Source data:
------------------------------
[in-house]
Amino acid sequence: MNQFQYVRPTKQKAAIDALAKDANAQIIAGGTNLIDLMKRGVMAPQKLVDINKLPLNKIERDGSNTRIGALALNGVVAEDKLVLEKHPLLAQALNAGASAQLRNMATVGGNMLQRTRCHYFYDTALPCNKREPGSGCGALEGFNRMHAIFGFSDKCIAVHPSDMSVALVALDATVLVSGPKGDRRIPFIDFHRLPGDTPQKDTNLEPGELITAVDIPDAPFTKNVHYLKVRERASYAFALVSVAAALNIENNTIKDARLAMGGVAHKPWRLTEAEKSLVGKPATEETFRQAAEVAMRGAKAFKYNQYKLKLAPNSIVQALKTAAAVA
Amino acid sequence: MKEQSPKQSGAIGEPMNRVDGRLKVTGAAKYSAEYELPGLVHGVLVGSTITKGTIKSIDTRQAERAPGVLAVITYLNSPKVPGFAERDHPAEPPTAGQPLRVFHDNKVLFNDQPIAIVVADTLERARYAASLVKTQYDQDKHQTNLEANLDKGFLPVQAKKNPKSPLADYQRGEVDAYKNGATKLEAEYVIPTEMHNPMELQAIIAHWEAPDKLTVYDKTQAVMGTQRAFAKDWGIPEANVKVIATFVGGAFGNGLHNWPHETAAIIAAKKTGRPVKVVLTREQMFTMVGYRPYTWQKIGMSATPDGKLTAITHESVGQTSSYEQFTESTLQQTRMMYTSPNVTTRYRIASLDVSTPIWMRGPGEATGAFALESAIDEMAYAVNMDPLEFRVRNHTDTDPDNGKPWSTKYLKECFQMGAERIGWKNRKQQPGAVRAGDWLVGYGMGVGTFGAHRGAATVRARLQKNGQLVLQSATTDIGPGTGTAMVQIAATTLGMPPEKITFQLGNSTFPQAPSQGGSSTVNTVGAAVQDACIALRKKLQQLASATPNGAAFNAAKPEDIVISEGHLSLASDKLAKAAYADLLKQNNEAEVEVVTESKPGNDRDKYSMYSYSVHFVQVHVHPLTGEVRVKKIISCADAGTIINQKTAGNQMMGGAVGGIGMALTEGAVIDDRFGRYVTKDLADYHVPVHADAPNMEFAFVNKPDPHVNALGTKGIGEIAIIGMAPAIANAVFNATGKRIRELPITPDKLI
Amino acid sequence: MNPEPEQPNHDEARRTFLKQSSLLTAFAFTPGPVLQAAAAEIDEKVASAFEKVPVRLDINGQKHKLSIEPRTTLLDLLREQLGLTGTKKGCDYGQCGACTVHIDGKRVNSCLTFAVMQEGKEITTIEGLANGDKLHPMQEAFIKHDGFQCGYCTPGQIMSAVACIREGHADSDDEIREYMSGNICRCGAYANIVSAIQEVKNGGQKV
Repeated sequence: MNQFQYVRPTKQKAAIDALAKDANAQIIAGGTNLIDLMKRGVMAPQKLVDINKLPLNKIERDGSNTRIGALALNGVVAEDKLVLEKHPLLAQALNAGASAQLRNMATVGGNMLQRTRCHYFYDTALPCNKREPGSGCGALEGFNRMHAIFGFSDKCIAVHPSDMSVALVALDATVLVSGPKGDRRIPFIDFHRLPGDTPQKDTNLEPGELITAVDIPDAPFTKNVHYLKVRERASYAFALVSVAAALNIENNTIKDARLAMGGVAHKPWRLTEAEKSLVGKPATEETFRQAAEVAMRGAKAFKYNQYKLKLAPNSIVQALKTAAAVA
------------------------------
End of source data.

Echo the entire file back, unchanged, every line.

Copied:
[in-house]
Amino acid sequence: MNQFQYVRPTKQKAAIDALAKDANAQIIAGGTNLIDLMKRGVMAPQKLVDINKLPLNKIERDGSNTRIGALALNGVVAEDKLVLEKHPLLAQALNAGASAQLRNMATVGGNMLQRTRCHYFYDTALPCNKREPGSGCGALEGFNRMHAIFGFSDKCIAVHPSDMSVALVALDATVLVSGPKGDRRIPFIDFHRLPGDTPQKDTNLEPGELITAVDIPDAPFTKNVHYLKVRERASYAFALVSVAAALNIENNTIKDARLAMGGVAHKPWRLTEAEKSLVGKPATEETFRQAAEVAMRGAKAFKYNQYKLKLAPNSIVQALKTAAAVA
Amino acid sequence: MKEQSPKQSGAIGEPMNRVDGRLKVTGAAKYSAEYELPGLVHGVLVGSTITKGTIKSIDTRQAERAPGVLAVITYLNSPKVPGFAERDHPAEPPTAGQPLRVFHDNKVLFNDQPIAIVVADTLERARYAASLVKTQYDQDKHQTNLEANLDKGFLPVQAKKNPKSPLADYQRGEVDAYKNGATKLEAEYVIPTEMHNPMELQAIIAHWEAPDKLTVYDKTQAVMGTQRAFAKDWGIPEANVKVIATFVGGAFGNGLHNWPHETAAIIAAKKTGRPVKVVLTREQMFTMVGYRPYTWQKIGMSATPDGKLTAITHESVGQTSSYEQFTESTLQQTRMMYTSPNVTTRYRIASLDVSTPIWMRGPGEATGAFALESAIDEMAYAVNMDPLEFRVRNHTDTDPDNGKPWSTKYLKECFQMGAERIGWKNRKQQPGAVRAGDWLVGYGMGVGTFGAHRGAATVRARLQKNGQLVLQSATTDIGPGTGTAMVQIAATTLGMPPEKITFQLGNSTFPQAPSQGGSSTVNTVGAAVQDACIALRKKLQQLASATPNGAAFNAAKPEDIVISEGHLSLASDKLAKAAYADLLKQNNEAEVEVVTESKPGNDRDKYSMYSYSVHFVQVHVHPLTGEVRVKKIISCADAGTIINQKTAGNQMMGGAVGGIGMALTEGAVIDDRFGRYVTKDLADYHVPVHADAPNMEFAFVNKPDPHVNALGTKGIGEIAIIGMAPAIANAVFNATGKRIRELPITPDKLI
Amino acid sequence: MNPEPEQPNHDEARRTFLKQSSLLTAFAFTPGPVLQAAAAEIDEKVASAFEKVPVRLDINGQKHKLSIEPRTTLLDLLREQLGLTGTKKGCDYGQCGACTVHIDGKRVNSCLTFAVMQEGKEITTIEGLANGDKLHPMQEAFIKHDGFQCGYCTPGQIMSAVACIREGHADSDDEIREYMSGNICRCGAYANIVSAIQEVKNGGQKV
Repeated sequence: MNQFQYVRPTKQKAAIDALAKDANAQIIAGGTNLIDLMKRGVMAPQKLVDINKLPLNKIERDGSNTRIGALALNGVVAEDKLVLEKHPLLAQALNAGASAQLRNMATVGGNMLQRTRCHYFYDTALPCNKREPGSGCGALEGFNRMHAIFGFSDKCIAVHPSDMSVALVALDATVLVSGPKGDRRIPFIDFHRLPGDTPQKDTNLEPGELITAVDIPDAPFTKNVHYLKVRERASYAFALVSVAAALNIENNTIKDARLAMGGVAHKPWRLTEAEKSLVGKPATEETFRQAAEVAMRGAKAFKYNQYKLKLAPNSIVQALKTAAAVA